Report of the Symposium on Islam, Constitutions, & Durable Democracy: The Cases of Iraq & Afghanistan
September 11, 2007
The Report of the Symposium on Islam, Constitutions, & Durable Democracy is part of the Berkley Center’s Religious Literacy Series. It chronicles a symposium on the same topic that took place at Georgetown University on September 11, 2007. Participants in both the panel and publication include Robert P. George, Muqtedar Khan, Intisar Rabb, and William L. Saunders, Jr. The event was chaired by Thomas F. Farr, Senior Fellow, Berkley Center. The major question engaged by the symposium was the extent to which constitutions can encourage a democratic political culture, and do it under the difficult conditions that exist today in Iraq and Afghanistan.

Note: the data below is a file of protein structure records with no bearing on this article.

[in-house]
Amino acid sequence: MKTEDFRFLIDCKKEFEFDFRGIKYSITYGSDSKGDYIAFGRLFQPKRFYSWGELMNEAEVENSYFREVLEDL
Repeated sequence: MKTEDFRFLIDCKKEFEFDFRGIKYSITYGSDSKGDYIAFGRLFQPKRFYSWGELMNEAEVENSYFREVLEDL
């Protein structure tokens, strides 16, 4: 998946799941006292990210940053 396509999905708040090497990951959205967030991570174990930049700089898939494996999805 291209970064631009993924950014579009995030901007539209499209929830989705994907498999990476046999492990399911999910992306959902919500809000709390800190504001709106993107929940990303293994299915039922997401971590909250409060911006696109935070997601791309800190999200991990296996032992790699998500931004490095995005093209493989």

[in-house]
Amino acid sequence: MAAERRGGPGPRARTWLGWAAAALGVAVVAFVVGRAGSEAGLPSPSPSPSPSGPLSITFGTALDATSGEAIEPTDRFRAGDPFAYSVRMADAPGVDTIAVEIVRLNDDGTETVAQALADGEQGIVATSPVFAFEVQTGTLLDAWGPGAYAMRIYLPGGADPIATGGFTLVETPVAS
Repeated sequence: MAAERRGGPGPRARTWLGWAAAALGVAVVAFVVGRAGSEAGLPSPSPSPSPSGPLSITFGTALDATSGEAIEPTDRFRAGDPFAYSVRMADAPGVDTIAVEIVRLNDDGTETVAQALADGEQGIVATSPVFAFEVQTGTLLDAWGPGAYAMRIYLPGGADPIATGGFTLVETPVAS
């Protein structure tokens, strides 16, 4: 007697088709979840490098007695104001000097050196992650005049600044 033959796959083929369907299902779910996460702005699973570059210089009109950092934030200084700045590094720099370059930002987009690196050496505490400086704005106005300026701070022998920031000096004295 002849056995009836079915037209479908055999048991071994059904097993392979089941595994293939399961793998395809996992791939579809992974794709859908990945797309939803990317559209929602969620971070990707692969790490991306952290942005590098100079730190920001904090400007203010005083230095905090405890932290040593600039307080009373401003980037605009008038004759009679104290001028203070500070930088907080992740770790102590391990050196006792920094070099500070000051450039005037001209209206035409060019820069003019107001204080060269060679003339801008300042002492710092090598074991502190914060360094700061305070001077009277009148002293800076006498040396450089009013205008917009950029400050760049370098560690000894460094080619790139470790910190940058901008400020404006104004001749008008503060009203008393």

The panelists addressed these two case studies with specific attention to Islam, religious freedom, and the role of the judiciary, using the following guide questions:
1) Neither the Iraqi (IC) nor Afghan constitutions (AC) mention "shari'a". Both, however, have clauses that prohibit any law from being contrary to "the established provisions of Islam" (article 2, IC) or "the sacred religion of Islam" (article 3, AC ). To what extent are these prohibitions, in the context of other constitutional provisions, a barrier to liberal, consolidated democracy?
2) Both constitutions provide for some level of religious freedom. How effective are the respective guarantees, and how important is the issue of religious freedom for the consolidation of democracy in both Iraq and Afghanistan?
3) Are the respective judiciary powers created in these constitutions a source of democratic stability, or are they a potential liability for the consolidation of democracy?